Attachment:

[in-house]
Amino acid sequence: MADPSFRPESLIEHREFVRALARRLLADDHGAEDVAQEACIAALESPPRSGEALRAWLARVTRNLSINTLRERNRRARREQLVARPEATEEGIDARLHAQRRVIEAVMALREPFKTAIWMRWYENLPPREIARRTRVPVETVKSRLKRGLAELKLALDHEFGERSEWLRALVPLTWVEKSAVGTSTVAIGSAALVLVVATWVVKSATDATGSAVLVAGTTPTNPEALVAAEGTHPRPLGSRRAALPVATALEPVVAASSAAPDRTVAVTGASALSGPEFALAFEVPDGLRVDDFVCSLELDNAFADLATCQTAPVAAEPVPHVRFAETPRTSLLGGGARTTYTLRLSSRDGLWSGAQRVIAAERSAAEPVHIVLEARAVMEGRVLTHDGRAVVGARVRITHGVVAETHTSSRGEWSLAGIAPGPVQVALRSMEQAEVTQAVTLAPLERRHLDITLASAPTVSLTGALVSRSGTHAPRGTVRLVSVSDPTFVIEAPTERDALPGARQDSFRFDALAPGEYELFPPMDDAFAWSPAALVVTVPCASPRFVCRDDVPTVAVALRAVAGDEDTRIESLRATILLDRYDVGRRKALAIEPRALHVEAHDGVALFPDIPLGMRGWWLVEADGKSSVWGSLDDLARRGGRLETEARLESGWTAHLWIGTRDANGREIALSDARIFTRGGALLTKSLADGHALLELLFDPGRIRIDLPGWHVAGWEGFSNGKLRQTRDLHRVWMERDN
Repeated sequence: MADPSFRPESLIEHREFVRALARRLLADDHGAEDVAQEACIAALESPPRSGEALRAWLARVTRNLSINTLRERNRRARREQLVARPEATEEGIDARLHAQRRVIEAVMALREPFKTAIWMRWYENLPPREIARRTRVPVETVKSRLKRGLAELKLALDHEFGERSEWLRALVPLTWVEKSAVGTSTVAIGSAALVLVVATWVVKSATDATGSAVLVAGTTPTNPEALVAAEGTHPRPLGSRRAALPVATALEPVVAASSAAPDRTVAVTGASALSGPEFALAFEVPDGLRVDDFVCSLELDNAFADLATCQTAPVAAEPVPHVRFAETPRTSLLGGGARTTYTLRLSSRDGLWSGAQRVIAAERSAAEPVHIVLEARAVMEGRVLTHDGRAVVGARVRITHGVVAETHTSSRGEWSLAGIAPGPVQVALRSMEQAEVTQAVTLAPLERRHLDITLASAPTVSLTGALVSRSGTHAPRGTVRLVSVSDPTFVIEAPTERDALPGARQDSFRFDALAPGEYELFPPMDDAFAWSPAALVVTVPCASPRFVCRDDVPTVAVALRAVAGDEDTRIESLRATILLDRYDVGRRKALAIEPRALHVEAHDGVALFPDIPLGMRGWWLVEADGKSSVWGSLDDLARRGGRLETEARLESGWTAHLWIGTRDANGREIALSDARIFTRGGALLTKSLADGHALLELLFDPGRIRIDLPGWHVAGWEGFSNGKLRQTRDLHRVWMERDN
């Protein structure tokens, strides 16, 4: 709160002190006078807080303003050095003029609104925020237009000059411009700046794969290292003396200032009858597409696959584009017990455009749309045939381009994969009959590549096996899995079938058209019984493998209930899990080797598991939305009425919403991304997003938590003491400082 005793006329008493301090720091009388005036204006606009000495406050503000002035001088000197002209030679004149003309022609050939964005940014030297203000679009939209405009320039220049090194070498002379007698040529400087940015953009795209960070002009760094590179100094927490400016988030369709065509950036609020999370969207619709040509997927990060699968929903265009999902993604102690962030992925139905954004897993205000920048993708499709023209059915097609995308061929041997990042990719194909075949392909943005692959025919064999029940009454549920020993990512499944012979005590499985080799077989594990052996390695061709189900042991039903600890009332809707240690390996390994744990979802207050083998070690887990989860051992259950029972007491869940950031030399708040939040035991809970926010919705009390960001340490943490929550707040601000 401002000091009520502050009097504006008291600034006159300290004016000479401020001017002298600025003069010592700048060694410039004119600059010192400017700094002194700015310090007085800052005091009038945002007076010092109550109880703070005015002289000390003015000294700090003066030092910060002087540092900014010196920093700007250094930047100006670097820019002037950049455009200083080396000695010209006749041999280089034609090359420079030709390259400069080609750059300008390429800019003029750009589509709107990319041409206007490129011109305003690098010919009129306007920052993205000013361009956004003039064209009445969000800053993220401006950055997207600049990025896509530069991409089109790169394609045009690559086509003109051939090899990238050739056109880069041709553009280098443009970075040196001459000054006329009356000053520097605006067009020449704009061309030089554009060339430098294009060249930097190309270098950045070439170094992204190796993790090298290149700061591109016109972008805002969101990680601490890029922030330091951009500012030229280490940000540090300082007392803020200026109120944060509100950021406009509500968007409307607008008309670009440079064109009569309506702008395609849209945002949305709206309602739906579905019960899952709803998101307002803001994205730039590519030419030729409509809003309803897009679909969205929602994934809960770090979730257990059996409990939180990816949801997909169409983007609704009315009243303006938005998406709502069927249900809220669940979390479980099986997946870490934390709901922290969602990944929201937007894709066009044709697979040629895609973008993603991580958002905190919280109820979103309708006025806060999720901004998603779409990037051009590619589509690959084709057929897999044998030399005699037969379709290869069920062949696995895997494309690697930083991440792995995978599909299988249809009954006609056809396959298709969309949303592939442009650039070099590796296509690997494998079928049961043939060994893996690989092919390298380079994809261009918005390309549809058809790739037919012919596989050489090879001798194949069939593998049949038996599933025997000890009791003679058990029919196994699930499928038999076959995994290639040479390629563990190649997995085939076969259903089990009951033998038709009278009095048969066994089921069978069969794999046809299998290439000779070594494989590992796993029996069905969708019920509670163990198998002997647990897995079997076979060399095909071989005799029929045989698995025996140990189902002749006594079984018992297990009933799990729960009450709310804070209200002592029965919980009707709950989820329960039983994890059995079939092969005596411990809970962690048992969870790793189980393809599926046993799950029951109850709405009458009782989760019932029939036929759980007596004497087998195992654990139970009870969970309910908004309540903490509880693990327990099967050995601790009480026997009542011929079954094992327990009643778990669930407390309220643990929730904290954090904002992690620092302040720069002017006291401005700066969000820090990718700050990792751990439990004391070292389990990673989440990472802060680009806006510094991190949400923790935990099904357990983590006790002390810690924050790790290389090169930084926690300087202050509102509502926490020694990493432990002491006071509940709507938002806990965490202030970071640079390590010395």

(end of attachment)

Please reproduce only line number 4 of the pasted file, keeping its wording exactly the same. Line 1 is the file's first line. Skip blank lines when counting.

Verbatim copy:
């Protein structure tokens, strides 16, 4: 709160002190006078807080303003050095003029609104925020237009000059411009700046794969290292003396200032009858597409696959584009017990455009749309045939381009994969009959590549096996899995079938058209019984493998209930899990080797598991939305009425919403991304997003938590003491400082 005793006329008493301090720091009388005036204006606009000495406050503000002035001088000197002209030679004149003309022609050939964005940014030297203000679009939209405009320039220049090194070498002379007698040529400087940015953009795209960070002009760094590179100094927490400016988030369709065509950036609020999370969207619709040509997927990060699968929903265009999902993604102690962030992925139905954004897993205000920048993708499709023209059915097609995308061929041997990042990719194909075949392909943005692959025919064999029940009454549920020993990512499944012979005590499985080799077989594990052996390695061709189900042991039903600890009332809707240690390996390994744990979802207050083998070690887990989860051992259950029972007491869940950031030399708040939040035991809970926010919705009390960001340490943490929550707040601000 401002000091009520502050009097504006008291600034006159300290004016000479401020001017002298600025003069010592700048060694410039004119600059010192400017700094002194700015310090007085800052005091009038945002007076010092109550109880703070005015002289000390003015000294700090003066030092910060002087540092900014010196920093700007250094930047100006670097820019002037950049455009200083080396000695010209006749041999280089034609090359420079030709390259400069080609750059300008390429800019003029750009589509709107990319041409206007490129011109305003690098010919009129306007920052993205000013361009956004003039064209009445969000800053993220401006950055997207600049990025896509530069991409089109790169394609045009690559086509003109051939090899990238050739056109880069041709553009280098443009970075040196001459000054006329009356000053520097605006067009020449704009061309030089554009060339430098294009060249930097190309270098950045070439170094992204190796993790090298290149700061591109016109972008805002969101990680601490890029922030330091951009500012030229280490940000540090300082007392803020200026109120944060509100950021406009509500968007409307607008008309670009440079064109009569309506702008395609849209945002949305709206309602739906579905019960899952709803998101307002803001994205730039590519030419030729409509809003309803897009679909969205929602994934809960770090979730257990059996409990939180990816949801997909169409983007609704009315009243303006938005998406709502069927249900809220669940979390479980099986997946870490934390709901922290969602990944929201937007894709066009044709697979040629895609973008993603991580958002905190919280109820979103309708006025806060999720901004998603779409990037051009590619589509690959084709057929897999044998030399005699037969379709290869069920062949696995895997494309690697930083991440792995995978599909299988249809009954006609056809396959298709969309949303592939442009650039070099590796296509690997494998079928049961043939060994893996690989092919390298380079994809261009918005390309549809058809790739037919012919596989050489090879001798194949069939593998049949038996599933025997000890009791003679058990029919196994699930499928038999076959995994290639040479390629563990190649997995085939076969259903089990009951033998038709009278009095048969066994089921069978069969794999046809299998290439000779070594494989590992796993029996069905969708019920509670163990198998002997647990897995079997076979060399095909071989005799029929045989698995025996140990189902002749006594079984018992297990009933799990729960009450709310804070209200002592029965919980009707709950989820329960039983994890059995079939092969005596411990809970962690048992969870790793189980393809599926046993799950029951109850709405009458009782989760019932029939036929759980007596004497087998195992654990139970009870969970309910908004309540903490509880693990327990099967050995601790009480026997009542011929079954094992327990009643778990669930407390309220643990929730904290954090904002992690620092302040720069002017006291401005700066969000820090990718700050990792751990439990004391070292389990990673989440990472802060680009806006510094991190949400923790935990099904357990983590006790002390810690924050790790290389090169930084926690300087202050509102509502926490020694990493432990002491006071509940709507938002806990965490202030970071640079390590010395």